Black Basta may be an all-star ransomware gang made up of former Conti and REvil members

The group has targeted 50 companies from English-speaking countries since April 2022.

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Earlier this month, a report surfaced that the former Conti ransomware group had broken up, with many members of the collective joining or creating new adversary factions, and why that made these former members more dangerous than ever. To this day, this may have become a reality. A new ransomware group by the name of Black Basta has become notable in the ransomware game, it was formed in April 2022 and is believed to be made up of former Conti and REvil members.

However, the current members of Conti question sharing any involvement with the new group, saying that the group Black Basta are just “kids” according to the Conti hacking forum.

Findings released today by XDR’s Cybereason company detail the activities of this new gang, along with ways both companies and individuals can try to stay safe from the activities of this newly formed group.

Black Basta emerges as a ransomware group

For starters, the hacker collective has already victimized 50 organizations in the US, UK, Australia, New Zealand, and Canada in the short time it’s been in existence. Cybereason says it believes that former members of some of the major hacking groups make up the new gang due to the nature of their attacks and chosen targets.

“Since Black Basta is relatively new, not much is known about the group,” said Lior Div, CEO and co-founder of Cybereason. “Due to its rapid rise and the precision of its attacks, Black Basta is likely to be operated by former members of the defunct Conti and REvil gangs, the two most profitable ransomware gangs in 2021.”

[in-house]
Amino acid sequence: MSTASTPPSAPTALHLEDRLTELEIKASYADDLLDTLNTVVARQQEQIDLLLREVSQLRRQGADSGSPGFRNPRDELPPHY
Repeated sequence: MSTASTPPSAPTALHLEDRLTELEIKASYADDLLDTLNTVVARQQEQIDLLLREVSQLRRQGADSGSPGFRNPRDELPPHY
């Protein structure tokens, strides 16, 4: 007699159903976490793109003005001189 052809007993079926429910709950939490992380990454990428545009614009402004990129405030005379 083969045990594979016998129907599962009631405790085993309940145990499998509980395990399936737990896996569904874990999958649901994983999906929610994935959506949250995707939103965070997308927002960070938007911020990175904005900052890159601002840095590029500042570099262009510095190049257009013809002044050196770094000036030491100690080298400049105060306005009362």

The ransomware employed by Black Basta is new, according to Cybereason, using double extortion techniques. The gang steals files from a victim organization and then threatens to publish the stolen files if ransom demands are not met. The group had allegedly been demanding up to millions of dollars from its victims to keep the stolen data private, according to Cybereason.

The attack itself is carried out through a partnership with QBot malware, which streamlines the ransomware process for groups like Black Basta, allowing for easier reconnaissance while collecting data about the target. Once Black Basta has done an adequate amount of surveillance, the gang targets the domain controller and moves laterally using PsExec.

The adversary then disables Windows Defender and any other antivirus software through the use of a compromised Group Policy Object. Once any defense software has been disabled, Black Basta deploys the ransomware using a coded PowerShell command that leverages Windows Management Instrumentation to deliver the ransomware to group-specified IP addresses.

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How can organizations protect themselves from this ransomware?

As always, employing a zero-trust architecture can help prevent these types of attacks from affecting an organization. By not trusting any file or link until it has been properly verified to be legitimate, businesses and their employees can save a great deal of time and headache by doing everything they can to avoid being victimized. Also, making sure all system patches are up to date can also help with this process. Ransomware groups have been found to take advantage of vulnerabilities in a number of outdated software elements, such as the Windows Print Spooler exploit seen in May 2022. Lastly, always make sure all antivirus software is up to date as well.

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